Tuesday, October 18, 2005


It is real easy to concentrate on the “what” of what we do versus the “why”. The why is infinitely more important. The why is why we are here in the first place. It’s easy to get lost in the details of the what. The why is to spread the gospel of Jesus Christ, to give a generation hope where there is none. The what is a vehicle to do this. How can we share the gospel without meeting the physical needs of the children we hope to reach? The CarePoints provide the opportunity for these kids to see the love of Jesus in action: meals, pre-school, literacy, health, …...

It has been an eye-opener trying to get a handle on Swazi construction. Very reactionary. Trying to do real scheduling is proving to be almost impossible. Work depends upon volunteers from each community to contribute labor, actually finding the material to build the structures, and coordinating the builders and deliveries. Supplies, tools, and building material are stored at each site where “secure” storage can be found. This can be in someone’s homestead, store, or in some cases out in the open. Each community is tasked with providing security. Thievery is a constant problem. A chain link fence was even stolen after it had been installed to encircle the CarePoint at Ngwane Park to provide some security at the area. Construction at two of the CarePoints in Manzini was halted after critical material was stolen.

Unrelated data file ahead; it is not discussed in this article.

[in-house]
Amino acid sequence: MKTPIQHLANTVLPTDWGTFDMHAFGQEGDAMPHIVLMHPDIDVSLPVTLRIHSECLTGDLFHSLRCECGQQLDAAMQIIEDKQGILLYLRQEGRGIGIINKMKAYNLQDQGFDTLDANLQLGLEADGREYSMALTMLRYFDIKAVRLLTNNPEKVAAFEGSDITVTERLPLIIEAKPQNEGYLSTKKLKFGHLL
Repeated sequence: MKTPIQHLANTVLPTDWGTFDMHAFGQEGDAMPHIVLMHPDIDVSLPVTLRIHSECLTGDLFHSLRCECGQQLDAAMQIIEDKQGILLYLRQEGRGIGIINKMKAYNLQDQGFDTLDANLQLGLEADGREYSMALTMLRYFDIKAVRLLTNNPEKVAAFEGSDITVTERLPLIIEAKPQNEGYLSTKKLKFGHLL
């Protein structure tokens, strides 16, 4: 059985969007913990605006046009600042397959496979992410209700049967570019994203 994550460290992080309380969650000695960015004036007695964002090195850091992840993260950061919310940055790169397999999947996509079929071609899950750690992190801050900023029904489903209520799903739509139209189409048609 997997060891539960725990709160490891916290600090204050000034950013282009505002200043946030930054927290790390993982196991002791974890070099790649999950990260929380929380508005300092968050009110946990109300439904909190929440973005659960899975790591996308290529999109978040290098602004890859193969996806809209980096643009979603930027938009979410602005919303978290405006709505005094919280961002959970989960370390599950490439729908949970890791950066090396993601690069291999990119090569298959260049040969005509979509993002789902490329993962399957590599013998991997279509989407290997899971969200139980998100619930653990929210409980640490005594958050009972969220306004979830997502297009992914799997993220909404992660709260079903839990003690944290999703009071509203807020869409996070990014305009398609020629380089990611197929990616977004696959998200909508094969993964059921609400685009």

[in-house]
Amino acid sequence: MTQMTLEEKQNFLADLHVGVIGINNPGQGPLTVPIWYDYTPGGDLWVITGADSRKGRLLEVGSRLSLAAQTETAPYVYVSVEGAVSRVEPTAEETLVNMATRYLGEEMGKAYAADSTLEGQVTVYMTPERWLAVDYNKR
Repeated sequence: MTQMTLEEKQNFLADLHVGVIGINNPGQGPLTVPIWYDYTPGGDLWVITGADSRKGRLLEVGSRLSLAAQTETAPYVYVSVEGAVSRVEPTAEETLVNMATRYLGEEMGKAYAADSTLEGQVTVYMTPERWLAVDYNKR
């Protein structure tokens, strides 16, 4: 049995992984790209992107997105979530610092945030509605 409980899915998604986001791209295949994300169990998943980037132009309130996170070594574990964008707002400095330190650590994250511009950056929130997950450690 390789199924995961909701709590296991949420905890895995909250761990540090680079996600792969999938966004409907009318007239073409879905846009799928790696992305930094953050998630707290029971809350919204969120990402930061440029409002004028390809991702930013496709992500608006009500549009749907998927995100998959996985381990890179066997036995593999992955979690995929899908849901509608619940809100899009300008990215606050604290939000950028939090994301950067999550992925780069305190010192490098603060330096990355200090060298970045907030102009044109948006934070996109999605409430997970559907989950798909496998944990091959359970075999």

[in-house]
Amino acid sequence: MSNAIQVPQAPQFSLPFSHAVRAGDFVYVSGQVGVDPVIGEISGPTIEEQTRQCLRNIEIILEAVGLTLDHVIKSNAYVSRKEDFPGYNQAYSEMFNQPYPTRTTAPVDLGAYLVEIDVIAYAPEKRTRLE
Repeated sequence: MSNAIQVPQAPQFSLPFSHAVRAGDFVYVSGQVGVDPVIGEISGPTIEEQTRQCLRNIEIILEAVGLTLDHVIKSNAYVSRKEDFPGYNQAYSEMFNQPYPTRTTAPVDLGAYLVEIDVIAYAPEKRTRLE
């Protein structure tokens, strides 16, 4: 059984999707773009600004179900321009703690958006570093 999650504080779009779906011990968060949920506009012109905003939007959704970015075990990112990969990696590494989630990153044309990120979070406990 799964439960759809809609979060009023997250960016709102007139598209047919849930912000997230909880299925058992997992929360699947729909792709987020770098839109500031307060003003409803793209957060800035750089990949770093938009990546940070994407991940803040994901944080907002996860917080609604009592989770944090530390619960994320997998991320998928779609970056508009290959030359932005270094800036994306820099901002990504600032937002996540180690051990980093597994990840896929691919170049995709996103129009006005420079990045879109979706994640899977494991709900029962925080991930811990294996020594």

Teresa has started working with a volunteer nurse who visits the Kakhoza CarePoint once a week. She is also starting to help with an orphanage here in Mbabane that takes in abandoned babies from the government hospital. Today she is helping take the babies to have them tested for HIV, later teaching a class on puberty to the female camp councilors for the girls from the CarePoints at the upcoming youth camp (ages 12-16).

We have come across several special projects that we would like to tackle, but that would require special funding.

  • Right now, all the CarePoints are cooking over open fires. A volunteer lady at the Zakhele CarePoint actually caught on fire and had to be taken to the RFM hospital in Manzini for burns to her leg and thigh last week. We have also seen times where the wind was blowing so strong and continuously that the heat was literally blown out from under the cooking pots. Smoke under the cooking area is also a major problem. While cooking with wood probably can’t be eliminated, we have seen proper wood “stoves” for cooking that are constructed out of brick and mortar. The cooking pots are actually embedded in the stove and a proper chimney moves most of the smoke above the roof of the cooking area. The stove contains the fire and also helps conserve fire wood by burning more efficiently. There are a total of nine CarePoints that Children’s Cup is either responsible for or have a part in as the chief implementer of the program. We would like to be able to construct a wood “stove” at each site.
  • While the CarePoint structures provide rooms for pre-school and storage, the children who come daily to be fed have no place to sit and eat when it is raining. We would also like to be able to facilitate building a covered area next to each CarePoint that will provide some shelter form the elements.

If anyone is interested in helping with these projects, please let us know and we can work out the logistics (these would also be excellent projects for short term mission projects!).

All the kids are in school, adjusting well. We have not found the soccer playing opportunities that great yet, but are still looking. Have our cars and have been promised a very nice house to rent that will be available mid-December. We are settling in.

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